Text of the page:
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Young people of African descent in Latin America and the Caribbean will strengthen their capacities for leadership and human rights

21 October 2020
Author: UNFPA
The Leadership School for Young People of African Descent (EscuelAfro) will provide training in political advocacy and participatory strategies to advance the fulfilment of regional and international commitments, such as the Montevideo Consensus and the International Decade for People of African Descent.

PANAMA CITY, Panama – The Ashanti Perú youth organization, with the support of the United Nations Population Fund (UNFPA) Regional Office for Latin America and the Caribbean, launched EscuelAfro, a leadership school for young people of African descent in Latin America and the Caribbean. The initiative seeks to strengthen leadership capacities and drive the participation of young people of African descent so that they can train, combine their efforts and strengthen their proposals in the region.

EscuelAfro was inaugurated during a virtual panel discussion with the participation of Epsy Campbell Barr, Vice-President of Costa Rica; Harold Robinson Davis, UNFPA Regional Director for Latin America and the Caribbean; Marco Antonio Ramírez, president of the Afro-Peruvian youth network, Ashanti Perú; Jembel Chifundo, Afrodescendant youth leader; Abel Aronátegui, consultant for youth of African descent at UNFPA Regional Office for Latin America and the Caribbean; and moderated by Yesenia Olaya Requene, pedagogical consultant at EscuelAfro.

A leadership school for young people of African descent

The initiative will benefit 80 young people aged 15–29 years, who will strengthen their skills and knowledge to promote human rights, especially sexual and reproductive rights, with a gender, intercultural, generational and disability focus. It seeks to involve them actively and effectively in decision-making at the national and regional levels and will provide them with tools to take a pivotal role in social, political and economic change.

“We must envisage transformative, cooperative leadership that allows our young people to be empowered, to fully enjoy a world in which they can live with ethical principles. The new leadership by women and men of African descent must start from a broad view of human rights that allows for the transformation of society and progress in terms of a personal and collective project,” said Epsy Campbell Barr, Vice-President of Costa Rica.

The Vice-President also called for leadership to promote peace and reconciliation among young people of African descent: “We need leaders who will transform multicultural and multi-ethnic democracies. We must become role models for their communities.”

Harold Robinson Davis, UNFPA Regional Director for Latin America and the Caribbean, spoke of the importance of this initiative in the current context and declared that “it is time to invest in spaces that strengthen the organization of Afrodescendant youth groups so that they can participate and have a political impact, amplify their voices and guide actions that improve the sustainable development of this population of African descent at the local, national and regional levels”.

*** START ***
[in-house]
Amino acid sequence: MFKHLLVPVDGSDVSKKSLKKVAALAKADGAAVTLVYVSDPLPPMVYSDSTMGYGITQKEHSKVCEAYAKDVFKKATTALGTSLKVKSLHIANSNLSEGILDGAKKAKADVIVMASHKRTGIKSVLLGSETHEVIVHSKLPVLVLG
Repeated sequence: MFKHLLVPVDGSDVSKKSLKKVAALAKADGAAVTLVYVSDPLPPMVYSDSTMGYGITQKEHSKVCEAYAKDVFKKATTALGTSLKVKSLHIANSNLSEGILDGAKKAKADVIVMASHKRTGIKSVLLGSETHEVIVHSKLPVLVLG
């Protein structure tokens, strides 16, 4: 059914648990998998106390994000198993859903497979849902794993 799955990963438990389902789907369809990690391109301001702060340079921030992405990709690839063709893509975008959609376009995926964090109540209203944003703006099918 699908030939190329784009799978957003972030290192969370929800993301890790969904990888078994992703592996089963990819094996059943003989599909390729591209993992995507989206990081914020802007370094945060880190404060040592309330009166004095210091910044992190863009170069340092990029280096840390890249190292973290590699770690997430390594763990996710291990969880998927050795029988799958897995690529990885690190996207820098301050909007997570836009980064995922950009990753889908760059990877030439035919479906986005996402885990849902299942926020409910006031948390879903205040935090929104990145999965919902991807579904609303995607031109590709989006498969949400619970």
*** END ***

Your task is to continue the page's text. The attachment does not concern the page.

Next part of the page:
The school aims to help build a platform that will connect the different organizing efforts of youth of African descent in the region, fulfil intergovernmental commitments and bring together egalitarian societies, in full possession of their rights. “This school must contribute to the discussion on major issues, such as the deconstruction of discrimination and structural racism, and help create inclusive societies, which support development models that guarantee the full exercise of fundamental rights,” he said.

He added: “As the United Nations Population Fund, we are committed to promoting the rights of all people and leaving no one behind. This is not an isolated effort; it is connected to another of our efforts, ‘165 Million Reasons’, which has a component that addresses the issue of race, ethnicity and youth participation. Most importantly, it is a call for countries to make investments so that young people can exercise their rights.”

The EscuelAfro initiative also benefits young people, such as Afrodescendant leader Jembel Chifundo, who expressed her enthusiasm at the idea of more leaders like her “generating more capacity so they can participate in the different agendas and advance the rights of youth of African descent”. Marco Antonio Ramírez, president of Ashanti Perú, agreed: “This is an opportunity to respond to the thematic training needs that we are hearing about from different organizations, such as identity and how to continue participating and advocating with an inclusive and local approach.”

UNFPA and young people of African descent

UNFPA Latin America and the Caribbean currently supports actions in eight countries in the region – Argentina, Brazil, Colombia, Peru, the Dominican Republic, Uruguay, Suriname and Ecuador – for the development of young people of African descent. In Peru, for example, a study is being carried out on the exercise of sexual and reproductive rights of adolescents and indigenous and Afrodescendant youth, in the context of the pandemic. 

These actions for the benefit of young people of African descent represent an opportunity to reduce and eradicate the gaps of inequality and structural racism that have prevented this population from fully exercising its rights, as part of the UNFPA Latin America and the Caribbean regional strategy to leave no one behind, which contributes to the 2030 Agenda on the road to sustainable development.
 

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